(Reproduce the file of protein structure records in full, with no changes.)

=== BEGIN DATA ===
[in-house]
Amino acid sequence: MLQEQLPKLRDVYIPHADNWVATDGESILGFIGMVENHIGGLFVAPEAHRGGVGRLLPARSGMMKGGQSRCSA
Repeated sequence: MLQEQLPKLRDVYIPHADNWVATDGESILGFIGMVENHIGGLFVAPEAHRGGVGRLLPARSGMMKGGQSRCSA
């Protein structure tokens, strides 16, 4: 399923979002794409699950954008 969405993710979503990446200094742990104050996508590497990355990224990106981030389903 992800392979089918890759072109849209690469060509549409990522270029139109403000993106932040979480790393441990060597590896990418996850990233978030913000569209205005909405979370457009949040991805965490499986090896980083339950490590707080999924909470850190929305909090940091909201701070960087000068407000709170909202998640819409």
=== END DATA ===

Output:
[in-house]
Amino acid sequence: MLQEQLPKLRDVYIPHADNWVATDGESILGFIGMVENHIGGLFVAPEAHRGGVGRLLPARSGMMKGGQSRCSA
Repeated sequence: MLQEQLPKLRDVYIPHADNWVATDGESILGFIGMVENHIGGLFVAPEAHRGGVGRLLPARSGMMKGGQSRCSA
């Protein structure tokens, strides 16, 4: 399923979002794409699950954008 969405993710979503990446200094742990104050996508590497990355990224990106981030389903 992800392979089918890759072109849209690469060509549409990522270029139109403000993106932040979480790393441990060597590896990418996850990233978030913000569209205005909405979370457009949040991805965490499986090896980083339950490590707080999924909470850190929305909090940091909201701070960087000068407000709170909202998640819409």